There is a two week period each late spring or very early summer when the Rio Grande turns into the Super Bowl of fly fishing, it is the Salmonfly Hatch.  We keep close contact with out property owners along the river and are updating reports regularly.  But once the action begins start by throwing large beaded dark pattern girdlebugs, then as the Salmonflies turn into spinners looking for mates start by throwing large Chubby Chernobyles to get rising fish.  Look along the willows on the water edge and focus on fish stuffing themselves with these insects, while also enjoying the atmosphere of mothernature providing a bounty of rich protein for birds, fish and other critters.   

In the higher mountain creeks above the reservoir, you can expect to find plenty of cutthroat trout. Below the Rio Grande Reservoir through South Fork, you’ll find mostly medium brown and rainbow trout—lots of action, but the big monsters are further downriver.

Stretches east of South Fork is where the big fellas start to appear. In the slack winding oxbows and canyons, the realm of larger territorial brown trout begins. Trophy fish can and are caught on salmon fly patterns, large girdle bugs, and mice. This is predatory water, reflective in the great, aggressive action.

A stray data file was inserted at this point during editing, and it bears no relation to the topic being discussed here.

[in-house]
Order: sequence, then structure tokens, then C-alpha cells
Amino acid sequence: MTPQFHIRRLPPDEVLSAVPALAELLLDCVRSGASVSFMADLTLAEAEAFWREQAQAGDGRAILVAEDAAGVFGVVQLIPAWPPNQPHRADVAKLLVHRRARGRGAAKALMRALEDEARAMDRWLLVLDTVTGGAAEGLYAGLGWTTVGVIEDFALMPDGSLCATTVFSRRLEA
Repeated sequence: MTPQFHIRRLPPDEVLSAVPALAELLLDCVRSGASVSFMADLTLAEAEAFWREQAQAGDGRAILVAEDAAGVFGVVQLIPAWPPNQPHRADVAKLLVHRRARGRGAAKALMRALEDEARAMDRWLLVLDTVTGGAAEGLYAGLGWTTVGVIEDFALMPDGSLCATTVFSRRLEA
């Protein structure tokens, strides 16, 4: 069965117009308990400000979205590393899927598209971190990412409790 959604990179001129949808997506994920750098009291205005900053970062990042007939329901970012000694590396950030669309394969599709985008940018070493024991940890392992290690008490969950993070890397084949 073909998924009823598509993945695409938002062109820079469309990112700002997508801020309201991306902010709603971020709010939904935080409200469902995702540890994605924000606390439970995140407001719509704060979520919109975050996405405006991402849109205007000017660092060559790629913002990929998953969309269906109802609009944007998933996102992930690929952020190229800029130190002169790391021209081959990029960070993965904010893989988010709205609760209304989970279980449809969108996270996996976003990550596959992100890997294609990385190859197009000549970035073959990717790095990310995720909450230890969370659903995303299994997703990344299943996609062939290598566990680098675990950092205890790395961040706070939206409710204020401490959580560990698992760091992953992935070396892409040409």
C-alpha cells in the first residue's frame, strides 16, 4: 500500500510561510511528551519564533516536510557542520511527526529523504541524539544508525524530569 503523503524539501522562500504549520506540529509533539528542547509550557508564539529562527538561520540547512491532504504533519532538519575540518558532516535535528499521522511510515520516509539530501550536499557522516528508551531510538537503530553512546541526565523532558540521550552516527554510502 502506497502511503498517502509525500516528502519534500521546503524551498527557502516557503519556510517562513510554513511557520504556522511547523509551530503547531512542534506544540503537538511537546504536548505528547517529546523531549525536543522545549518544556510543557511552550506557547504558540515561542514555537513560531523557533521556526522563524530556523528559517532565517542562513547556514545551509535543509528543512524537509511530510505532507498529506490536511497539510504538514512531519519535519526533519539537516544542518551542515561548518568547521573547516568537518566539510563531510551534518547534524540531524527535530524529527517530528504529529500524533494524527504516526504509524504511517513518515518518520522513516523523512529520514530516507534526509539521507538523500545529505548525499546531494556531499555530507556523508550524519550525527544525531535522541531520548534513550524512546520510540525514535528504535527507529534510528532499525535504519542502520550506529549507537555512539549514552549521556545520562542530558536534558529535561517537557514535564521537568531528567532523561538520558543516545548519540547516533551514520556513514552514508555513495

Other fly fishing fishing spots nearby

Whether you are looking to fly fish the San Juan’s high mountain creeks, the Piedra’s canyon gorge, or the Animas River’s Gold Medal Waters, this area’s got something for every angler.

With some help from our friends at Duranglers Flies and Supplies we put together a list of some of our favorite rivers and fishing spots for you to discover.

Each week on Thursday mornings we will be updating our blog with a new location and some advice to help you make the most out of your weekend fly fishing trip.

That said, spring conditions can be volatile. Before you head out, you’ll have to be very pragmatic when choosing which river you intend to fish, be well aware of its specific turbidity, and understand the runoff of the winter snow melt. To have a safest, most enjoyable experience, we always recommend going out with experienced local guides.

 

0 Comments

Submit a Comment

Share via
Copy link